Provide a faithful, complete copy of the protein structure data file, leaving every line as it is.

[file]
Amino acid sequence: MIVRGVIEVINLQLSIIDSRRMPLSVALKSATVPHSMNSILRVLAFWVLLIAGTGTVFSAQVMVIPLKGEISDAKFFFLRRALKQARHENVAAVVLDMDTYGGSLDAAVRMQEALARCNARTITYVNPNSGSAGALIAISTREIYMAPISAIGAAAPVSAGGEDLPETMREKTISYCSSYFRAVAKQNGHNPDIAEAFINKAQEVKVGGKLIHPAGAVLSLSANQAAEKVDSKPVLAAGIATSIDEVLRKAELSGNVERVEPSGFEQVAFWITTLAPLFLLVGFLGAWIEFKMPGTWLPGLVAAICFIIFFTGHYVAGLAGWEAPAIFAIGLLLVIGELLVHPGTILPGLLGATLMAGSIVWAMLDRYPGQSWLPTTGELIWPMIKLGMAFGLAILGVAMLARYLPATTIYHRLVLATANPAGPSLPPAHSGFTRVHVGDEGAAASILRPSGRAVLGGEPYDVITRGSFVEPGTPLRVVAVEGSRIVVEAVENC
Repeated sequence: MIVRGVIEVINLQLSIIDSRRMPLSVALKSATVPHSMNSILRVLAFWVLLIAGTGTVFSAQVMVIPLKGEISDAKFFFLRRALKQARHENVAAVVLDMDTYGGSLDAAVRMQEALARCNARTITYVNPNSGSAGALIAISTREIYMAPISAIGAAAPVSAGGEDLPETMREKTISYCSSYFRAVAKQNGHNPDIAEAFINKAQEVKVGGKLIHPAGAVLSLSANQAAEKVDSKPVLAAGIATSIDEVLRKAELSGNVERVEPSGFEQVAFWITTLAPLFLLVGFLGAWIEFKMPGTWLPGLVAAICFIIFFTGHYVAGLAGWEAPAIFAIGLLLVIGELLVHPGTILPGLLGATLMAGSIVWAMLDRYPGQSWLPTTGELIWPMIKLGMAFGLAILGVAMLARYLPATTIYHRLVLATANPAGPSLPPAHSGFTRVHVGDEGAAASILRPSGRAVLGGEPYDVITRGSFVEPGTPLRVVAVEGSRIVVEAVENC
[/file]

Amino acid sequence: MIVRGVIEVINLQLSIIDSRRMPLSVALKSATVPHSMNSILRVLAFWVLLIAGTGTVFSAQVMVIPLKGEISDAKFFFLRRALKQARHENVAAVVLDMDTYGGSLDAAVRMQEALARCNARTITYVNPNSGSAGALIAISTREIYMAPISAIGAAAPVSAGGEDLPETMREKTISYCSSYFRAVAKQNGHNPDIAEAFINKAQEVKVGGKLIHPAGAVLSLSANQAAEKVDSKPVLAAGIATSIDEVLRKAELSGNVERVEPSGFEQVAFWITTLAPLFLLVGFLGAWIEFKMPGTWLPGLVAAICFIIFFTGHYVAGLAGWEAPAIFAIGLLLVIGELLVHPGTILPGLLGATLMAGSIVWAMLDRYPGQSWLPTTGELIWPMIKLGMAFGLAILGVAMLARYLPATTIYHRLVLATANPAGPSLPPAHSGFTRVHVGDEGAAASILRPSGRAVLGGEPYDVITRGSFVEPGTPLRVVAVEGSRIVVEAVENC
Repeated sequence: MIVRGVIEVINLQLSIIDSRRMPLSVALKSATVPHSMNSILRVLAFWVLLIAGTGTVFSAQVMVIPLKGEISDAKFFFLRRALKQARHENVAAVVLDMDTYGGSLDAAVRMQEALARCNARTITYVNPNSGSAGALIAISTREIYMAPISAIGAAAPVSAGGEDLPETMREKTISYCSSYFRAVAKQNGHNPDIAEAFINKAQEVKVGGKLIHPAGAVLSLSANQAAEKVDSKPVLAAGIATSIDEVLRKAELSGNVERVEPSGFEQVAFWITTLAPLFLLVGFLGAWIEFKMPGTWLPGLVAAICFIIFFTGHYVAGLAGWEAPAIFAIGLLLVIGELLVHPGTILPGLLGATLMAGSIVWAMLDRYPGQSWLPTTGELIWPMIKLGMAFGLAILGVAMLARYLPATTIYHRLVLATANPAGPSLPPAHSGFTRVHVGDEGAAASILRPSGRAVLGGEPYDVITRGSFVEPGTPLRVVAVEGSRIVVEAVENC